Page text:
Our regular bike tours in France are in the Rhône-Alpes region in the southeast, spanning the départements of Drôme and Isère. Although our home base in the Royans-Vercors is a national heritage site visited by tourists, the area remains relatively unknown, even within France, and yet to be discovered by cyclists from English-speaking countries.
Since we design your week day-by-day while you’re here, as the week progresses, we don’t have a fixed itinerary to publish. Instead, in the Rides section below we summarize some of the many choices of destinations available to us, from gently rolling Côtes-du-Rhône wine country to cliff-hugging roads along spectacular gorges, to WWII Resistance memorials in the Vercors plateau, to almost-Mediterranean Drôme-Provençale to famous Alpine passes of the Tour de France.
You can read endorsements from some of our past guests on our home page.
We ride on quiet secondary and tertiary roads that have very little motor traffic. Even where there’s motor traffic, it feels much safer than in The Bay Area. Traffic regulations stipulate a 1.5 meter (5 foot) minimum distance for motor vehicles passing bicycles. Moreover, in a collision between a motor vehicle and a bicycle, the motorist is presumed to be at fault until proven otherwise. In addition, motorists accept bicyclists as legitimate fellow users of public roads, and cyclists are not ”invisible“ because motorists expect to see them on the road.
Refined daily for you. Because we stay at one home base the entire time, we aren’t obliged to conform to a predetermined cookie-cutter itinerary. Instead, we observe and listen to you, check the wind, weather and road conditions, take into account local events of interest, and each morning (or the previous evening), choose a route or destination of suitable interest, length and terrain. Here are some of the possible ride destinations and/or places along the way that we may visit, followed by a sample 1-week itinerary for those who insist on one—keep in mind your week will almost certainly be different!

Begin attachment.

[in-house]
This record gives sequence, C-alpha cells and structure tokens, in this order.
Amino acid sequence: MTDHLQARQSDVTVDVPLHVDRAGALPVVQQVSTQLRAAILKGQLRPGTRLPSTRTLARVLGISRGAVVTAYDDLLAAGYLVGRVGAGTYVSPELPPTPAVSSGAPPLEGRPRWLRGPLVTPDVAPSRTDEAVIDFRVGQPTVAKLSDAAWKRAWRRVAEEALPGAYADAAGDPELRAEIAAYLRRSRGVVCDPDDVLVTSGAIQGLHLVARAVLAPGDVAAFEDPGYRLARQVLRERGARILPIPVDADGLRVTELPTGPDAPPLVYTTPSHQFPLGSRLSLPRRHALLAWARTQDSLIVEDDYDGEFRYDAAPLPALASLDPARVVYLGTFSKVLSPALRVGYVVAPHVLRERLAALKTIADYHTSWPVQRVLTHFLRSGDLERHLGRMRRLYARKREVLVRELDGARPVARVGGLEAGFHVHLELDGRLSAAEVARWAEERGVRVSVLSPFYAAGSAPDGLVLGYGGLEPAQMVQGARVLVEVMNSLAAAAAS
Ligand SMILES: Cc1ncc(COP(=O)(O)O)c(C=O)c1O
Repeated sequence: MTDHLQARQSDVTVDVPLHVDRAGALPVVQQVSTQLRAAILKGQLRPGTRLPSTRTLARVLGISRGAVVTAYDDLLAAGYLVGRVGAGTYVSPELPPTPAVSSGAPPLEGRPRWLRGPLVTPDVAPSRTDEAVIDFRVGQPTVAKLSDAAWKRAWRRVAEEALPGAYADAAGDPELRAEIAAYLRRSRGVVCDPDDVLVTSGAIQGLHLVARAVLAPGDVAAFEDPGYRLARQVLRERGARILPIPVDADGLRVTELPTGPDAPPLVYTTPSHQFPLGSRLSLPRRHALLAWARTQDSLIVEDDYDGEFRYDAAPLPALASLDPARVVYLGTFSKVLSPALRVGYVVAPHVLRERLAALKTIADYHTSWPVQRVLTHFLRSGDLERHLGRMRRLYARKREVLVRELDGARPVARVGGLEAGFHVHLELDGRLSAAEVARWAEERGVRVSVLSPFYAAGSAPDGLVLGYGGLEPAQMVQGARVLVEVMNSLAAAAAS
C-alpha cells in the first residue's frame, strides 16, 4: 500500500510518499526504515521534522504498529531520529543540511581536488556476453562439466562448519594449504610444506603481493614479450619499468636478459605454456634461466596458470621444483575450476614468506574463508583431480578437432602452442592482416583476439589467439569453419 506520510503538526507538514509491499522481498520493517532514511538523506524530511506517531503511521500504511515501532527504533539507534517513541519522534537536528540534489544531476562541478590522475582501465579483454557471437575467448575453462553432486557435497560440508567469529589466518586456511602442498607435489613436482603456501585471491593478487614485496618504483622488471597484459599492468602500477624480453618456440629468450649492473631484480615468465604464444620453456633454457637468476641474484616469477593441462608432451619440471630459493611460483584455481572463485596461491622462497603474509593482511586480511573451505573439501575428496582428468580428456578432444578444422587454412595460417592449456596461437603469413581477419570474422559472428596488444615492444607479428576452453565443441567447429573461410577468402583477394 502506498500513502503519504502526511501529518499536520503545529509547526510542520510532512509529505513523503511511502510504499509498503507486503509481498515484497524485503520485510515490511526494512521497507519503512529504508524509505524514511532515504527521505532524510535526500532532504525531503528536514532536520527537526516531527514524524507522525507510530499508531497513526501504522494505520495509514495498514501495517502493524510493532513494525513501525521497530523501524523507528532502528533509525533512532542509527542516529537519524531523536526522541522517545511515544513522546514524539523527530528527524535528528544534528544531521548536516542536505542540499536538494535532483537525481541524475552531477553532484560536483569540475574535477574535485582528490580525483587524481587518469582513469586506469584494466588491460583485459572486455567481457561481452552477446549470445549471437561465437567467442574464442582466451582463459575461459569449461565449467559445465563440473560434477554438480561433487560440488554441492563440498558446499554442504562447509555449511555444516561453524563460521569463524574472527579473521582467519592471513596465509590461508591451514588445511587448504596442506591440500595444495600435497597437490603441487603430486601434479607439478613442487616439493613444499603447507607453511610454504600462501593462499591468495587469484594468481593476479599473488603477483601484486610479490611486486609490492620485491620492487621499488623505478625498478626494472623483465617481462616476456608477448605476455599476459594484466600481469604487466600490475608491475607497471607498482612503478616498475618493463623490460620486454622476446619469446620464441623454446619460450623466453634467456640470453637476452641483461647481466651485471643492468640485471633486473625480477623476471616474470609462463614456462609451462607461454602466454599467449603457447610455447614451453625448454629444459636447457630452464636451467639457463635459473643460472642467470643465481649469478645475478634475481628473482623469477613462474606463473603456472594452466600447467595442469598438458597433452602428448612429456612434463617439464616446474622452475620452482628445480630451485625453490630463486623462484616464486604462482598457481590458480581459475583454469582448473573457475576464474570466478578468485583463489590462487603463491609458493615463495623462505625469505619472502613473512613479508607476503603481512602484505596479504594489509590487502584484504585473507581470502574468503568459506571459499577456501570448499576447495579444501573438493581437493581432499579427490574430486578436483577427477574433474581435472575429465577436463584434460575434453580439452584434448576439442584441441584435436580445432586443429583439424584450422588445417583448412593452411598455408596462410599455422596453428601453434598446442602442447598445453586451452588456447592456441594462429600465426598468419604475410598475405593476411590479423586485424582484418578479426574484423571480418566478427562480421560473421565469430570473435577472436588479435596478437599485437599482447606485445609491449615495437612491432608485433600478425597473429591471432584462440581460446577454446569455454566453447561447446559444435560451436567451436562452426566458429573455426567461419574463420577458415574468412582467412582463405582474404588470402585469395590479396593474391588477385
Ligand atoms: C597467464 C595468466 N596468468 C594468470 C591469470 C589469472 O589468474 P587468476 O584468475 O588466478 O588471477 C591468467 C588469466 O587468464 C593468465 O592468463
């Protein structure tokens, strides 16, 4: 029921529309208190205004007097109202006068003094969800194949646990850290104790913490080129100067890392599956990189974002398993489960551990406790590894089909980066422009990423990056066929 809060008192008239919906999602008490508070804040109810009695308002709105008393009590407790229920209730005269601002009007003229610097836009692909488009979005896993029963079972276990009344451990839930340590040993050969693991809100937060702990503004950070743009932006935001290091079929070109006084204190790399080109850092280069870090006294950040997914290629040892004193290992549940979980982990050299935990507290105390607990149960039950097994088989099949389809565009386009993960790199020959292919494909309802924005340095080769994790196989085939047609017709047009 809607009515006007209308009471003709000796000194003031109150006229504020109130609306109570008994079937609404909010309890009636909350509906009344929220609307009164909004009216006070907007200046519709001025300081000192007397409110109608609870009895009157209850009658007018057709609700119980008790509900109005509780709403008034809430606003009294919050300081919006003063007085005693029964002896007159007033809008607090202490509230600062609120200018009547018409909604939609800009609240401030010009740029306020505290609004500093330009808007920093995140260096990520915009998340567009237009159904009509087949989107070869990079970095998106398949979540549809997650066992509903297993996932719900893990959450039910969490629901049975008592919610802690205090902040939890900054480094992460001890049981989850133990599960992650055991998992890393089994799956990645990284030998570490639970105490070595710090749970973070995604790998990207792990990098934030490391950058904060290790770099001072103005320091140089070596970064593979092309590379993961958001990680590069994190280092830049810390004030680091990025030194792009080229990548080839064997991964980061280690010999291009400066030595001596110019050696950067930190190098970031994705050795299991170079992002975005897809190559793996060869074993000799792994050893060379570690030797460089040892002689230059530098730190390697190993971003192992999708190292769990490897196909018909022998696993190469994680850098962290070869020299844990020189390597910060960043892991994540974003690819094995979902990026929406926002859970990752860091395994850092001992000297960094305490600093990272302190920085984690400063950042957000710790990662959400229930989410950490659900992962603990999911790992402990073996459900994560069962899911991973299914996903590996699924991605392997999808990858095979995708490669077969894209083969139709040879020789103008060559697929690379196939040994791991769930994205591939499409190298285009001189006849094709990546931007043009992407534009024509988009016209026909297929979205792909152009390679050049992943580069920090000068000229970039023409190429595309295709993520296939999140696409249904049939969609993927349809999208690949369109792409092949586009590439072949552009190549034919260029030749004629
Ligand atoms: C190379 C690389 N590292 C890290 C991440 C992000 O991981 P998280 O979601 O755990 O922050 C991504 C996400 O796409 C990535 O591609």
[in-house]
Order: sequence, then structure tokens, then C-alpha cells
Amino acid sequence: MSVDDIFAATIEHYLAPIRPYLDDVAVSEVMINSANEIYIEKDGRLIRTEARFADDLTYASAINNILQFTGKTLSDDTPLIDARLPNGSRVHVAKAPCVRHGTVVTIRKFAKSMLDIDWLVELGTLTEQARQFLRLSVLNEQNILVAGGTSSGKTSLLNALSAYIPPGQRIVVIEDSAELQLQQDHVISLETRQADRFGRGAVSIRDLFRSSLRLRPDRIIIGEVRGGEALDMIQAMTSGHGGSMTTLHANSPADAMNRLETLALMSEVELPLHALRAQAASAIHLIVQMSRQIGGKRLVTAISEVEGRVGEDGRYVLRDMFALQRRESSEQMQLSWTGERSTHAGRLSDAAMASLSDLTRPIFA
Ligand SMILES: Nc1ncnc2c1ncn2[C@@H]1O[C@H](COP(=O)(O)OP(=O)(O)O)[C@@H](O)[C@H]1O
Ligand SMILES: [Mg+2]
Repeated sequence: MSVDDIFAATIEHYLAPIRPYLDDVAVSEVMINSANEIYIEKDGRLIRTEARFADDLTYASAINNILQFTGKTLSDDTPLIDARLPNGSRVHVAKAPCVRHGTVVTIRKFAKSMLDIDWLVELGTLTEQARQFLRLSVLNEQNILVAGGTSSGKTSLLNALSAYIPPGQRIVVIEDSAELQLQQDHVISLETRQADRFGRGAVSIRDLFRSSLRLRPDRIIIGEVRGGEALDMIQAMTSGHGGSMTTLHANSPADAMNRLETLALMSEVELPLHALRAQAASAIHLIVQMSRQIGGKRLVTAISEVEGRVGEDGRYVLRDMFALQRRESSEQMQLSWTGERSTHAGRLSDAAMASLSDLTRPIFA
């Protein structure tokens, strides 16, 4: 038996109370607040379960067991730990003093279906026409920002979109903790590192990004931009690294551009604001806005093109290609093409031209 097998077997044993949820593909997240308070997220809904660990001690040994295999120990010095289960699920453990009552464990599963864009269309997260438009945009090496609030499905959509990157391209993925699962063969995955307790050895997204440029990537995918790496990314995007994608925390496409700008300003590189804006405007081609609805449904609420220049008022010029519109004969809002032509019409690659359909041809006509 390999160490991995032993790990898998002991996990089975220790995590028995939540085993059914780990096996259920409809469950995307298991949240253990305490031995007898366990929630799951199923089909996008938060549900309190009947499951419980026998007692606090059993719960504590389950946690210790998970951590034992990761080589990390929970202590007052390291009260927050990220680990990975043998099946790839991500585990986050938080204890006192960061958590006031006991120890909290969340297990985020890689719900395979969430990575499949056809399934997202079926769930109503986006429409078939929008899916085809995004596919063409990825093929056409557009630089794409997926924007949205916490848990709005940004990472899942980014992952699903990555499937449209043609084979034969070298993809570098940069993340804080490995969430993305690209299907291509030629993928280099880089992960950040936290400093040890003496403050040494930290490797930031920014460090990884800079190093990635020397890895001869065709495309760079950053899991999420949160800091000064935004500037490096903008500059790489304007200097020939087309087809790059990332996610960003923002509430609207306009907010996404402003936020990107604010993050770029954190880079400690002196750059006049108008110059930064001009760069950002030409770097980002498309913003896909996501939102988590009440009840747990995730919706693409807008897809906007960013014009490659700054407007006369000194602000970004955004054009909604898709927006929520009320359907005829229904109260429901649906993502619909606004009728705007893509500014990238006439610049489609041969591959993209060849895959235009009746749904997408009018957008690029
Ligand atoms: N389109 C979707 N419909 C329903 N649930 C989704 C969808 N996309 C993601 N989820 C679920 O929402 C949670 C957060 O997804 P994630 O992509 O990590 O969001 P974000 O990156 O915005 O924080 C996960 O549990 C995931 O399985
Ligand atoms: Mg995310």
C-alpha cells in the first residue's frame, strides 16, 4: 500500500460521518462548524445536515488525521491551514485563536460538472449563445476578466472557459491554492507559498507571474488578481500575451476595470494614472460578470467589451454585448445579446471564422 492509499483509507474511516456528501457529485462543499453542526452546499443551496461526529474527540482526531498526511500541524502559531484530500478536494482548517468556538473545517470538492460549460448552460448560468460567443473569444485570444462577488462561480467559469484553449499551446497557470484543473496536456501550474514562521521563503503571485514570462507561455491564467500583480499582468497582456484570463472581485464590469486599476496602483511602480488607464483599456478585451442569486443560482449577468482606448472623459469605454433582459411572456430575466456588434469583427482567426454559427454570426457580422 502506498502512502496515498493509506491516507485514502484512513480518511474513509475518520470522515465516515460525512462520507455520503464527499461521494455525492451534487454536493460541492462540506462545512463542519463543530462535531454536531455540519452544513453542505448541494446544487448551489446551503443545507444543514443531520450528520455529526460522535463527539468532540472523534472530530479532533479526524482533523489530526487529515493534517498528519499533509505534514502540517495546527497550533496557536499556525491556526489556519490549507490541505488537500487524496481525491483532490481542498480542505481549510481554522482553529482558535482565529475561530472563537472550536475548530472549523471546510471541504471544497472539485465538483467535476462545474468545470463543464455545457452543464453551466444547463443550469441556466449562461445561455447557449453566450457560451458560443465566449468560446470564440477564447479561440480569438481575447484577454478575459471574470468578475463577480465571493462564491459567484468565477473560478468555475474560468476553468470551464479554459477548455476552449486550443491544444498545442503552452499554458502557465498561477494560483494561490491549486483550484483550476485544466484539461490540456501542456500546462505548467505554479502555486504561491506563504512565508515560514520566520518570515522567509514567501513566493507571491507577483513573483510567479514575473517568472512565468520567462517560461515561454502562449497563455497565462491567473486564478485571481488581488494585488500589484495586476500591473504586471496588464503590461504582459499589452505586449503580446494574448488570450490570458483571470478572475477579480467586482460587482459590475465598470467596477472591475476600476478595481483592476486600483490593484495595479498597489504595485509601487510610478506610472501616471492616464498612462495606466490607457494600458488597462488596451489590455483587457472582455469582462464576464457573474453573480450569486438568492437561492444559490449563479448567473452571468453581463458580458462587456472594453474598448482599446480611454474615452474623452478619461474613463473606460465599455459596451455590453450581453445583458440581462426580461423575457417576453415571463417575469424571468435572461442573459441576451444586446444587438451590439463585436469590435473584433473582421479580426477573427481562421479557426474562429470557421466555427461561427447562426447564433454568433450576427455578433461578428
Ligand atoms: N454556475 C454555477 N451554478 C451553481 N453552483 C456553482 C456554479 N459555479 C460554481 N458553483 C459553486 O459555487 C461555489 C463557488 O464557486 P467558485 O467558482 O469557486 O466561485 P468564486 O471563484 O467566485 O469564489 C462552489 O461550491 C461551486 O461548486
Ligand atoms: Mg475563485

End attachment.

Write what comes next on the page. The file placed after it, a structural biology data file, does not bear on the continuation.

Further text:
Côtes du Rhône vineyards, castle town of Tournon-sur-Rhône, Valrhôna chocolate factory & Chapoutier wine-tasting room in Tain l’Hermitage, scenic Routes des Belvédères & Corniche du Rhône.
St. Antoine l’Abbaye, early Gothic abbey, pilgrimage site for sufferers of ergot (wheat fungus) poisoning, also known as St. Anthony’s fire. Along the way, visit a remarkable outdoor model Railway Garden in Chatte. Or, ride through walnut groves to Vinay to visit the museum of walnut agriculture, featuring the local AOC (protected name) ”Grenoble walnut“.
Spectacular, but the roads follow gradual grades. Combe Laval. Grands Goulets. Gorges de la Bourne & Choranche Grottoes (15% grade for the first km after the turnoff from the D531 road). Gorges du Nan.
Upper Gorges de la Bourne
Memorial to the Resistance at Col de Lachau. Museum of Prehistory, Resistance Memorial at Vassieux en Vercors.
|Col de…||Elev. (m)||Col de…||Elev. (m)||Col de…||Elev. (m)||Col de…||Elev. (m)|
|* = On the 2005 Tour de France Stage 15 route|
|la Baume||1,475||la Croix||1,029||Lachau||1,337||Proncel||1,100|